Samsung says we should scan our smart TVs for malware. Is it right?

The problem with smart TVs in 2019

Is Samsung right to warn of TV nasties?
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So here's a thing that just happened. Samsung – or more specifically, a Samsung customer support account – sent out a tweet advising owners of its QLED smart TVs to regularly scan their sets for malware. It even offered a video showing users how to find the buried virus scanner in their TV settings, which most users have probably been unaware of until now – and we don't blame them.

"Scanning your computer for malware viruses is important to keep it running smoothly," read the tweet. "This is also true for your QLED TV if it's connected to Wi-Fi! Prevent malicious software attacks on your TV by scanning for viruses on your TV every few weeks. Here's how".

People shouldn't need to care

What was presumably sent out as a well-intentioned advisory warning came across as a self-own for Samsung's PR machine – and some tasty fodder for everyone's favorite Internet of Sh*t Twitter account.

But was Samsung right? Do we need to be aware of malware and other nasties infecting our smart televisions?

"People shouldn't need to care," security expert Barry Dorans tells me. "Samsung and others should be doing this automatically, or minimise the risk in their TV operating systems and code." As Dorans says, while it's bad enough that smart TVs work on a business modeled on selling user data, it gets worse when TVs are starting to get built-in microphones and cameras. But these bring their own marketable conveniences, like telling Alexa to turn the TV off, or adjusting the volume without having to lift a finger.

"The advice doesn't surprise me," says Dorans. "In the age now where TVs are as much about selling user information, habits and serving advertising there are inherent security risks."

So why the hell isn't this process automatic? Samsung isn't wrong to say that malware is a risk, but for TV companies to put this burden on users is irresponsible. Should we also be doing this for our smart fridges? It would be disingenuous to argue that any internet-connected device didn't have some level of vulnerability to it, but smart TVs may be especially at risk.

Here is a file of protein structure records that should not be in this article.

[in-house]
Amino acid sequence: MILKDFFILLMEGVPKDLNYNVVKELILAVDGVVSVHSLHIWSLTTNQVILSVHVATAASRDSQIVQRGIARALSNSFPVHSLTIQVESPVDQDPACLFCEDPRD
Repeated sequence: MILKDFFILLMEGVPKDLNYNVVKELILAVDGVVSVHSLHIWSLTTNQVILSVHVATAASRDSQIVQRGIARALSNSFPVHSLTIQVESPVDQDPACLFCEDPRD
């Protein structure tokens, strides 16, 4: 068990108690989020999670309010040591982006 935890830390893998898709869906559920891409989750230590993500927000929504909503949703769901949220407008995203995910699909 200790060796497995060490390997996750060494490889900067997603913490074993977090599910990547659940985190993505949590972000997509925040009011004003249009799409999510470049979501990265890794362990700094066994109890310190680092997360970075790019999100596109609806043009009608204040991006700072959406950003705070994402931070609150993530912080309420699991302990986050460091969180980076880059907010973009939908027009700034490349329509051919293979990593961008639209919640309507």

In fact, in 2017 a researcher in Israel discovered 40 zero-day vulnerabilities in Tizen, the OS that underpins Samsung's smart televisions. Consumer Reports also discovered last year that hackers could interfere with Samsung's QLED TVs via an exploit.

Samsung says we should scan our smart TVs for malware. Is it right?

The ugly truth about your smart TV

So why not just switch to a "dumb" TV instead? This is where things get pretty ridiculous because smart TVs are actually cheaper. That's because companies can subsidise lower prices with user data collected from smart TV sets. Dumb TVs cannot collect this same data, which is why they actually cost more. So the very companies that are selling us smart TV sets are creating added vulnerabilities by letting in third-party advertisers.

Dumb TVs cannot collect user data, which is why they're more expensive

Welcome to the ugly truth of smart TVs. Alternatively you can buy the smart TV just for the benefit of its 4K loveliness, not give it your Wi-Fi password, and instead use it as a passthrough for other set-top boxes like the Apple TV. But this is less convenient than having everything built into one television set.

There's a bit more context that adds weight to Samsung's warning. In 2017, WikiLeaks released documents purportedly showing how the CIA and UK's MI5 had collaborated to spy on people using their Samsung Smart TVs. However, the "hack" required someone plug a USB drive into the TV, which means it couldn't be remotely activated without human contact. Nonetheless, it raised a valid concerns that if this could be done, we could one day be faced with more elaborate hacks done remotely.

So is Samsung right to highlight smart TV vulnerabilities? It would be false to say they didn't exist. "As for are they overstating? No way to tell," says Dorans. "We've not seen public viruses as yet, but it may be a tempting target for some."

The problem here isn't Samsung's advice, but more that it's drawn attention to fallibilities in smart TVs in 2019 and the ridiculous situation we've found ourselves in. It's clear that people are not going to scan their TVs for viruses on the regular, if at all, and as such this "feature" should be one completely automated and buried out of sight.

Until that day comes, if you do own one of Samsung's QLED smart TVs and want to check you haven't picked up any nasty bugs, you can find the virus scanner by going to General > System Manager > Smart Security > Scan.

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